edit* I should add that I presume he is quite prepared to deal with any issues from anyone of not being able to handle his son.
I don't think he would fault you. He sounds like someone that would be understanding.
 Peter_Hungus
Joined: 11/3/2012
Msg: 10
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Dating a single dad with a Downs Syndrome adult child.
Posted: 5/21/2015 10:12:31 AM

I have no kids and am completely free to do whatever I choose whenever I choose so I have absolutely no experience with this.
Will admit that my attempts to date men with young, dependent children has been fraught with hassles as the kids always come first.
Making going away for a weekend, going out, holidays etc incredibly difficult.


-- Know thyself
Don't let your infatuation with this gentlemen cloud your judgment in regards to how much you're willing to sacrifice and forgo.

You seem to have a low level of tolerance regarding normal dependent children, which you are perfectly entitled too and understandable at your age. Don't set yourself, the gentlemen or the child up for the hurt that will come already knowing you do not want the lifestyle restrictions or sacrifices required dating a parent with a special needs child.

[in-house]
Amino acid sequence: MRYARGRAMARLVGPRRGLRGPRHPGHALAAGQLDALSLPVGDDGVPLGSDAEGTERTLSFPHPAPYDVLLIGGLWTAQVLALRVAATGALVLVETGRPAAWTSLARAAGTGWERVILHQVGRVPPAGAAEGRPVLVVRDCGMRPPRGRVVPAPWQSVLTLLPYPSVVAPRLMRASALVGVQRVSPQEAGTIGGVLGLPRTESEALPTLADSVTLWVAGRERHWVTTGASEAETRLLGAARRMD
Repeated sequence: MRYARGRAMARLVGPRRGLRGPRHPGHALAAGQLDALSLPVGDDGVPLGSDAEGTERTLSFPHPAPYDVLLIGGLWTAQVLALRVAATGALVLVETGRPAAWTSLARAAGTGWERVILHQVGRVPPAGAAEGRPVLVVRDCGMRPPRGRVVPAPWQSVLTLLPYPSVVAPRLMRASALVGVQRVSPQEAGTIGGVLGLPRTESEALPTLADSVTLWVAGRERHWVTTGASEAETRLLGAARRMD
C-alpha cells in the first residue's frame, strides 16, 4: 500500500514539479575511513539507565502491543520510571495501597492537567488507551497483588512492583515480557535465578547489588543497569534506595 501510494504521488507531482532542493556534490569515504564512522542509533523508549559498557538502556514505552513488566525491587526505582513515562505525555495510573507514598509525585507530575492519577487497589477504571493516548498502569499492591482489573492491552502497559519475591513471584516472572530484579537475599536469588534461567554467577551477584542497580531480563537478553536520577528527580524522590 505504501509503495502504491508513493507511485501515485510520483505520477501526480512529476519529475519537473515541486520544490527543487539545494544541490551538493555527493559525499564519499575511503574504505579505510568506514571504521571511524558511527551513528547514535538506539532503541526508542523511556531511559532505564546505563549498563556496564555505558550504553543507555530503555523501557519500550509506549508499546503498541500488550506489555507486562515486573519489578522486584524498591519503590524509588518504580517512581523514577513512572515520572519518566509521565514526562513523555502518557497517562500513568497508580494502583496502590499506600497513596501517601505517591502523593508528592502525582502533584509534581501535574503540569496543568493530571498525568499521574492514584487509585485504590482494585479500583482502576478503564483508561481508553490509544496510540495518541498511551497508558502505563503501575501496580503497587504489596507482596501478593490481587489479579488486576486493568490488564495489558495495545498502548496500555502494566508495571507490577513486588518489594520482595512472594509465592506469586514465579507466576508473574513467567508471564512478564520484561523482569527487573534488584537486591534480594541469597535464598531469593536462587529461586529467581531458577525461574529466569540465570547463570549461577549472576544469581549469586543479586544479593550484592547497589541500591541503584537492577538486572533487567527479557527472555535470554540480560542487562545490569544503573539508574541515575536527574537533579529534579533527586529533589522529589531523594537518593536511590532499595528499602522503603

Millionpaws
Joined: 5/16/2015
Msg: 11
Dating a single dad with a Downs Syndrome adult child.
Posted: 5/21/2015 3:55:51 PM
Thank you all for your lovely comments thus far. :)

More information:
He has not dated for about 15 years as he has been concentrating on being a dad.
He has worked full time and had 2 children full time for most of those years.
The older child - mid 20's is working full time and attending university part time whilst living with dad.

The adult DS child now is mostly with mum - at the request of the mother.
She does not work and is a 100% carer for him on carers benefits.

There are other obstacles.

1. As he now has his Downs Syndrome adult child less frequently he has new found freedom.
He is calling it "His Time".
When I ask him what does he want - he says he does not know.